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Vinyl Preservation

14 Feb 2011

I took the following photo Saturday afternoon at the Home and Garden Show:

Do they not recognize the conflict here?Do they not recognize the conflict here?

Whatever replacement vinyl siding and windows are, they are most definitely not "preservation". I guess if you say something enough, people will begin to believe it is true. Well, I suppose vinyl qualifies as preservation from one point of view: the vinyl will stick around in our landfills long after the window has fallen apart and been replaced...

It is important to note that “Maintenance Free” free products still need to be maintained – it just means that when they eventually break they can’t be repaired. They need to be replaced.

Indeed, the residential double-hung window is a great example. We have gone from building simple windows that with proper maintenance can last hundreds of years to extraordinarily complex windows that last 10 years. I wouldn't put money on any window manufacturer still manufacturing the same proprietary tilt-in sash clip for a spring-loaded counterbalance in 20 years.

On the flip side, a standard historic double-hung window sash can be retrofit with readily available replaceable gaskets and weatherstripping to become much more energy efficient. Rope and chain have been made for hundreds of years and will likely continue to be made in one form or another for hundreds more.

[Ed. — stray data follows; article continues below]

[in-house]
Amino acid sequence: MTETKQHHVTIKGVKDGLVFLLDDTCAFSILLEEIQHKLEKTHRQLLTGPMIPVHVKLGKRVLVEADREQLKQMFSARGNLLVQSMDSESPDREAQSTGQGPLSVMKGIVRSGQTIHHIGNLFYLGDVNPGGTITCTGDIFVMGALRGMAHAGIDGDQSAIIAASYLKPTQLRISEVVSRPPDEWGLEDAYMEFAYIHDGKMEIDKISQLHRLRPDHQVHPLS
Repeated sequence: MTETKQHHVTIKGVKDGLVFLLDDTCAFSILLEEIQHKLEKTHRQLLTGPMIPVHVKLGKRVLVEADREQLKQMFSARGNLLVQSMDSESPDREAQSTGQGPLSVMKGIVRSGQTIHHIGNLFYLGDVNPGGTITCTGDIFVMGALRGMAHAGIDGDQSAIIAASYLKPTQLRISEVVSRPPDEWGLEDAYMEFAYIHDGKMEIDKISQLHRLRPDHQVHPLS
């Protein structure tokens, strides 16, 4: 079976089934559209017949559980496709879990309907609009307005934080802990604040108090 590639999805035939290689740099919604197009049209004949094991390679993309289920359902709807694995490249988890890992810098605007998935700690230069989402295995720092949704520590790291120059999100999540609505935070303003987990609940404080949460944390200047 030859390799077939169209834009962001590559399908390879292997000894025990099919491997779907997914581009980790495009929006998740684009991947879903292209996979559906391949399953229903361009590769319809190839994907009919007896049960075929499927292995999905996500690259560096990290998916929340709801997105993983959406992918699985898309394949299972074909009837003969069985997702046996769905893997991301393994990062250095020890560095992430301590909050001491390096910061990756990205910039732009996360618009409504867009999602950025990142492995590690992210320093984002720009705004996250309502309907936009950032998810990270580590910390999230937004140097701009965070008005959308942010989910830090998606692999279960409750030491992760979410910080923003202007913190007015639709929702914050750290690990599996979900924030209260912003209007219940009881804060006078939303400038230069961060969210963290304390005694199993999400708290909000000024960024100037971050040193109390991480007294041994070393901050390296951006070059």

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Data hounds have been salivating for months over the timed release of the Census 2010 data files. Yesterday, the Census Bureau released the 2010 redistricting data for Iowa!

The redistricting data includes basic population and housing information - the full data sets of all long-form data, much of it down to the block unit level, will not be released for some time.

Look for some interesting maps and analysis from DMPerspective in the coming weeks as I crunch through the data!

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A couple weeks ago, I was a guest on Michael Libbie's show "Insight on Business". I had a great time talking with Michael about preservation for almost an hour. One of the questions he sprung on me was a comparison between the troubled West Glen development in West Des Moines and the redevelopment of the Historic East Village neighborhood adjacent to downtown. That question sparked an idea for this blog post: a comparison of the physical characteristics between an established urban neighborhood and a new "urban" development.

Then it got really cold and snowed, so the concept morphed from a physical comparison to a conceptual comparison based on the two neighborhoods' web presence. No way I'm driving out there to take photos in this weather. Instead, I embarked on a journey through the interwebz in order to do research from the comfort of my own couch. [Note: I did actually end up getting photos yesterday because I happend to find myself near both Historic East Village and West Glen anyways.]